Monday, December 8, 2003 Posted: 1:37 PM EST (1837 GMT)
Mark Shields, nationally known columnist and commentator, is the moderator of CNN's The Capital Gang
WASHINGTON (Creators Syndicate) -- A half a century ago, during Joe McCarthy's red-baiting days, Norman Thomas, the American Socialist leader, after he finished a speech, was publicly cross-examined by an unfriendly University of Virginia student questioner.
"You advocate a federal civil rights law that would totally nullify states' rights, and so, too, do the Communists. You support socialized medicine and a ban on nuclear testing; the Communists back both," the student said. "How do you explain yourself?"
Norman Thomas, with no trace of rancor, turned to his accuser and explained, "I walk where I choose to walk."
Watching Sen. John McCain, R-Arizona, decide and lead on the day's decisive issues reminds this reporter of that Norman Thomas anecdote. John McCain very much walks --make that, marches -- where he chooses.
After the ugly, personal attacks resorted to by backers of George W. Bush to beat the Arizonan in the 2000 South Carolina presidential primary, McCain, like so many other unsuccessful White House challengers, might have been expected to withdraw and even to sulk in his tent. He has done nothing of the sort.
Since his presidential run, Republican John McCain has become an even more vigorous, if bipartisan, legislator and political leader.
Never given to understatement, McCain branded the Bush administration-backed energy plan that he, as one of six Republican insurgents, helped derail in the Senate as "no policy alternatives, just one pork-barrel project larded onto another" and the "leave no lobbyist behind bill."
When word leaked that the bill provided tax-free bonds to build a mall in Bossier City, Louisiana, that would house a chain restaurant known for its chesty waitresses in tight T-shirts, McCain incorporated that fact in a "Hooters and polluters" taunt.
McCain is that rare politician who seems to enjoy telling his audience -- and powerful individuals and interests -- what they really do not expect, and often do not want, to hear. At countless town meetings he held during the presidential campaign, he was asked when the Congress would pass a patients bill of rights, which McCain strongly supported.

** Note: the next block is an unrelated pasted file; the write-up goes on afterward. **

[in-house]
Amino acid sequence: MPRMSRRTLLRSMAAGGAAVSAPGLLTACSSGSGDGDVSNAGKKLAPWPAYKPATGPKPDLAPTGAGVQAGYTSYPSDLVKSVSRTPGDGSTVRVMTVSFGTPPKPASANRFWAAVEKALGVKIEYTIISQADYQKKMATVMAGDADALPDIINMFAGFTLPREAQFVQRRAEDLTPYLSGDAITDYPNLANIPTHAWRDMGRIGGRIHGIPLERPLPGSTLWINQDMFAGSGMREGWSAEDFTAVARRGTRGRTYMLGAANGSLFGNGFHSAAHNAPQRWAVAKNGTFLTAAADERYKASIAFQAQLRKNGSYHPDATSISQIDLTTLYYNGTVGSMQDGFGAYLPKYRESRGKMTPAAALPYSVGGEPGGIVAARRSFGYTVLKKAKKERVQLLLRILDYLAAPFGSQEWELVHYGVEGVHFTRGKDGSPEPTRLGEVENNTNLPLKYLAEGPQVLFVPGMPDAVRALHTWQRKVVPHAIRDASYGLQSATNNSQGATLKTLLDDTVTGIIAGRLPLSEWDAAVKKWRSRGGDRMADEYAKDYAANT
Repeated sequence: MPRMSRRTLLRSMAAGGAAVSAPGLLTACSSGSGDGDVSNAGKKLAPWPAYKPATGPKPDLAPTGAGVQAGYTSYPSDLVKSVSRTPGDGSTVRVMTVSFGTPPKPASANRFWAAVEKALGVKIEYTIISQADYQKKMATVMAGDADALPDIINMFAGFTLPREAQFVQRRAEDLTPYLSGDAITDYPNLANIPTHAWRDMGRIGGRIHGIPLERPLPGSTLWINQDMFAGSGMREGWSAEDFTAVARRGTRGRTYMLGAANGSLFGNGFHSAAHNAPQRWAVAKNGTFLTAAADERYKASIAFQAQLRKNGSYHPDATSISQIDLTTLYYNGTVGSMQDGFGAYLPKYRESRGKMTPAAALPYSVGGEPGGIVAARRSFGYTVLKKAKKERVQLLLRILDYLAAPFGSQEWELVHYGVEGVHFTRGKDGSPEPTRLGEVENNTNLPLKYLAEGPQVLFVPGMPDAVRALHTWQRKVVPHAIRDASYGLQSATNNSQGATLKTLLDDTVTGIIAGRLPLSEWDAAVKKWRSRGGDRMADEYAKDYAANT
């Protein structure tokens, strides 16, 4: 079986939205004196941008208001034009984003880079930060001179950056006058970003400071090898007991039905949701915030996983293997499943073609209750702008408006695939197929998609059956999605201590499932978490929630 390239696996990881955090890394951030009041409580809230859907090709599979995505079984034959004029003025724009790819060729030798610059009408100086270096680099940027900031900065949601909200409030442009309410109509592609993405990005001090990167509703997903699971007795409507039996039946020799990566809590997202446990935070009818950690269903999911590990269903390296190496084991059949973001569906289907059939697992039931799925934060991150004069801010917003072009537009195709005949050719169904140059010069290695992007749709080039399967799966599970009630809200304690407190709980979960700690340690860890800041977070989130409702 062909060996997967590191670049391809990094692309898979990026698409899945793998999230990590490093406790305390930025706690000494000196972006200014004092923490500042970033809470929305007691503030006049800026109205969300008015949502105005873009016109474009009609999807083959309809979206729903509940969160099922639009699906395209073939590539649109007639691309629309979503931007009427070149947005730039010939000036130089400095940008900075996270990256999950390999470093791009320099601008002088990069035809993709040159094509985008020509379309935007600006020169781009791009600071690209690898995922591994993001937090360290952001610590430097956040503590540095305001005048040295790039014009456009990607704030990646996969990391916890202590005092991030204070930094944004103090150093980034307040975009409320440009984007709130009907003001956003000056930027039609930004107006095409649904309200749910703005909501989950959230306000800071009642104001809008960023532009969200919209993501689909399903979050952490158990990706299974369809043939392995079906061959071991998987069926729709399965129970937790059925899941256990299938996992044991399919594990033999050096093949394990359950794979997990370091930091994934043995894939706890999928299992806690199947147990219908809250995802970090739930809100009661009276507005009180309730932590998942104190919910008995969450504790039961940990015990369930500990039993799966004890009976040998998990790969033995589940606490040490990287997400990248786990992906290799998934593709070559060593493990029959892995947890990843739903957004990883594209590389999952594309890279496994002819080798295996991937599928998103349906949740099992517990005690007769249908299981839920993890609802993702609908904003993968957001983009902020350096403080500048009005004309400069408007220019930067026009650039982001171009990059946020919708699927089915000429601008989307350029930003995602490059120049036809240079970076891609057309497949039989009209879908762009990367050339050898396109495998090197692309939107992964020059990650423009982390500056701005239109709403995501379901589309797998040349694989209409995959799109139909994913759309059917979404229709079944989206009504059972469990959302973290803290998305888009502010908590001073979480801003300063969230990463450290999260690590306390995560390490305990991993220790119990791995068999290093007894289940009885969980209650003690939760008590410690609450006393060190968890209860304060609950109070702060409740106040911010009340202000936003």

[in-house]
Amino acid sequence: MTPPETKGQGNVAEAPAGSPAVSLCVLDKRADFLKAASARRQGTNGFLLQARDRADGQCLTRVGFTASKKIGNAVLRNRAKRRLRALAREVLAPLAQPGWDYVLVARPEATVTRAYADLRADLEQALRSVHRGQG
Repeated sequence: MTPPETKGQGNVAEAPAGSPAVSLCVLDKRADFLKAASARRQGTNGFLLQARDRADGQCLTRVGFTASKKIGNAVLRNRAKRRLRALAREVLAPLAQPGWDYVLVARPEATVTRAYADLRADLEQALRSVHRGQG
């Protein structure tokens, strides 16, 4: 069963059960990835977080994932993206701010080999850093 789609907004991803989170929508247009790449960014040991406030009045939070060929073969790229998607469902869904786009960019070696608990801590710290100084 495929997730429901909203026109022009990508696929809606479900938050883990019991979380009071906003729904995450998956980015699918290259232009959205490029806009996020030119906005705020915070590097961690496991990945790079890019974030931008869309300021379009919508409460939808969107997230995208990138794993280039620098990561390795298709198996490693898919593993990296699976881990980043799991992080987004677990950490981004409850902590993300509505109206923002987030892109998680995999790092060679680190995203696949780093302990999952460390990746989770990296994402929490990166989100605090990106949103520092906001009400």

His answer: We won't get a patients bill of rights as long as my Republican Party is getting its instructions from the insurance industry and as long as the Democrats are beholden to the trial attorneys.
McCain, alone, refused to pander to Iowans and pledge that the federal treasury would underwrite the production of ethanol, the corn-based gasoline additive.
Here are just a few McCain initiatives. He and Massachusetts Democrat John Kerry tried, unsuccessfully, to persuade the Senate to increase the CAFE standards to require that by 2015 all cars and light trucks would get 36 miles per gallon.
Earlier, McCain and Connecticut Democrat Joe Lieberman
had lost a 55-to-43 Senate vote against their bill to reduce global warming, the emissions of carbon dioxide and other greenhouse gases
from industrial smokestacks.
He has been more successful in his efforts, along with Indiana Democrat Evan Bayh, to expand national service. Joined by Illinois Republican Peter Fitzgerald, McCain took on two Washington powerhouses -- the Pentagon and Boeing Corp. -- and their sweetheart plan to stick taxpayers with a $16 billion tab for leasing 100 of the company's 767s as Air Force tankers.
More than any legislative agenda, John McCain has stood for a coherent, responsible and unselfish approach to the nation's current crisis. He has argued -- and voted -- that the United States cannot afford to wage the war against terrorism and to also hand out big new tax cuts or huge new entitlements.
He criticizes both the Republican Congress and the Republican president for increases in discretionary federal spending at a rate twice as high as Bush insisted he would tolerate.
The Maverick says, "The president cannot say ... that 'I'm going to tell Congress to enforce some spending discipline' and then not veto bills."
On Iraq, he has been a strong voice, arguing for more troops: "If our troop-deployment schedules are more important than our staying power (this from a man who knows painfully the limits of U.S. staying power), we embolden our enemies and make it harder for our friends to take risks on our behalf."
In our rights-happy era, when conservatives' goal is the deregulating and privatizing of the economy and the liberals' goal is the privatizing and deregulating of the culture, John McCain -- echoing Teddy Roosevelt -- reminds us that we have duties to each other and to our nation, and challenges to serve and to sacrifice for a cause "larger than our own self-interest."